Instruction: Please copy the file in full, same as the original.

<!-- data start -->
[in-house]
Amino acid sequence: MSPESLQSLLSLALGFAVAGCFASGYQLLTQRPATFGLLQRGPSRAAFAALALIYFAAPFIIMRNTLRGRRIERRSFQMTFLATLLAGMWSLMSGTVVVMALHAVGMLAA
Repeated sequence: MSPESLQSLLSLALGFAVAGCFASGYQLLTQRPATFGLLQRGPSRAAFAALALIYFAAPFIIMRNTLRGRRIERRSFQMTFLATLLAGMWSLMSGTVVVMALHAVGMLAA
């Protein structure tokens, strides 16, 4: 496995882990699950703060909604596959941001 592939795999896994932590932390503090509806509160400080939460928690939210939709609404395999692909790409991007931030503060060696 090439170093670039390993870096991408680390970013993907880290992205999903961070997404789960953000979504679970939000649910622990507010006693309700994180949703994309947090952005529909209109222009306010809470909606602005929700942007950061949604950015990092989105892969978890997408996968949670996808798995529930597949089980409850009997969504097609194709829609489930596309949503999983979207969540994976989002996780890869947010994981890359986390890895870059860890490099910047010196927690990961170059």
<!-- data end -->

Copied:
[in-house]
Amino acid sequence: MSPESLQSLLSLALGFAVAGCFASGYQLLTQRPATFGLLQRGPSRAAFAALALIYFAAPFIIMRNTLRGRRIERRSFQMTFLATLLAGMWSLMSGTVVVMALHAVGMLAA
Repeated sequence: MSPESLQSLLSLALGFAVAGCFASGYQLLTQRPATFGLLQRGPSRAAFAALALIYFAAPFIIMRNTLRGRRIERRSFQMTFLATLLAGMWSLMSGTVVVMALHAVGMLAA
């Protein structure tokens, strides 16, 4: 496995882990699950703060909604596959941001 592939795999896994932590932390503090509806509160400080939460928690939210939709609404395999692909790409991007931030503060060696 090439170093670039390993870096991408680390970013993907880290992205999903961070997404789960953000979504679970939000649910622990507010006693309700994180949703994309947090952005529909209109222009306010809470909606602005929700942007950061949604950015990092989105892969978890997408996968949670996808798995529930597949089980409850009997969504097609194709829609489930596309949503999983979207969540994976989002996780890869947010994981890359986390890895870059860890490099910047010196927690990961170059």